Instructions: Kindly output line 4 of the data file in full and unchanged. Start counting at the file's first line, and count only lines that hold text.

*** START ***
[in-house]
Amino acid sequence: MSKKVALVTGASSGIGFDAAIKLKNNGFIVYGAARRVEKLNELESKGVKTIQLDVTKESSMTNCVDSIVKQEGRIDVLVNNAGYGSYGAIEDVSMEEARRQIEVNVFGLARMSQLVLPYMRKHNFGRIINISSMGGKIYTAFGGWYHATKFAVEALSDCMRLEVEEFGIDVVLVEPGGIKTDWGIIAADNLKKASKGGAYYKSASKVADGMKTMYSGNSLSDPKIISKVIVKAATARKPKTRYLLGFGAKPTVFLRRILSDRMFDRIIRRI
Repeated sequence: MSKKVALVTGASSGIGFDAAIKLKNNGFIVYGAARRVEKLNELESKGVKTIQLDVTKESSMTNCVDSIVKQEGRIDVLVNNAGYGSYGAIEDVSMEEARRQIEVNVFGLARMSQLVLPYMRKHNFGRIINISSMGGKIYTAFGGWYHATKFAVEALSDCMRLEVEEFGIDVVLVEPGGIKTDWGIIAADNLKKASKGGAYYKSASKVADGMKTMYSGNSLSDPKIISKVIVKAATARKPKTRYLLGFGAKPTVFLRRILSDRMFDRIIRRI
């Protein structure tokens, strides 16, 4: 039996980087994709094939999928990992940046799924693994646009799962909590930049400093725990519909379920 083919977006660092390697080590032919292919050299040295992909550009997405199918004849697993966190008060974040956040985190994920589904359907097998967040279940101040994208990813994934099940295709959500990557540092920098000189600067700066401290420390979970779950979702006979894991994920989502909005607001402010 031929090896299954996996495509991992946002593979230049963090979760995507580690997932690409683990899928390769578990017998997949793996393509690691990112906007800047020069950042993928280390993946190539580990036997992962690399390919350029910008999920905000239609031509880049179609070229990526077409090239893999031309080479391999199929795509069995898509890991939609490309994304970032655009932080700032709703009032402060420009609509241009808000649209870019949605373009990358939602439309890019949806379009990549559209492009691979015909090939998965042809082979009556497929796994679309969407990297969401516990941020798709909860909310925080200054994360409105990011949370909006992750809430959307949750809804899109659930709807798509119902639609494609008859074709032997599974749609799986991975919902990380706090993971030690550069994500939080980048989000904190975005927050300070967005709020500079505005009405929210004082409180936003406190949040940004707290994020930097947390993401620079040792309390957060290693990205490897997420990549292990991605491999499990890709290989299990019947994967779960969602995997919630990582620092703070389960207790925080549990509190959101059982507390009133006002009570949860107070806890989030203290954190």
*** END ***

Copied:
């Protein structure tokens, strides 16, 4: 039996980087994709094939999928990992940046799924693994646009799962909590930049400093725990519909379920 083919977006660092390697080590032919292919050299040295992909550009997405199918004849697993966190008060974040956040985190994920589904359907097998967040279940101040994208990813994934099940295709959500990557540092920098000189600067700066401290420390979970779950979702006979894991994920989502909005607001402010 031929090896299954996996495509991992946002593979230049963090979760995507580690997932690409683990899928390769578990017998997949793996393509690691990112906007800047020069950042993928280390993946190539580990036997992962690399390919350029910008999920905000239609031509880049179609070229990526077409090239893999031309080479391999199929795509069995898509890991939609490309994304970032655009932080700032709703009032402060420009609509241009808000649209870019949605373009990358939602439309890019949806379009990549559209492009691979015909090939998965042809082979009556497929796994679309969407990297969401516990941020798709909860909310925080200054994360409105990011949370909006992750809430959307949750809804899109659930709807798509119902639609494609008859074709032997599974749609799986991975919902990380706090993971030690550069994500939080980048989000904190975005927050300070967005709020500079505005009405929210004082409180936003406190949040940004707290994020930097947390993401620079040792309390957060290693990205490897997420990549292990991605491999499990890709290989299990019947994967779960969602995997919630990582620092703070389960207790925080549990509190959101059982507390009133006002009570949860107070806890989030203290954190």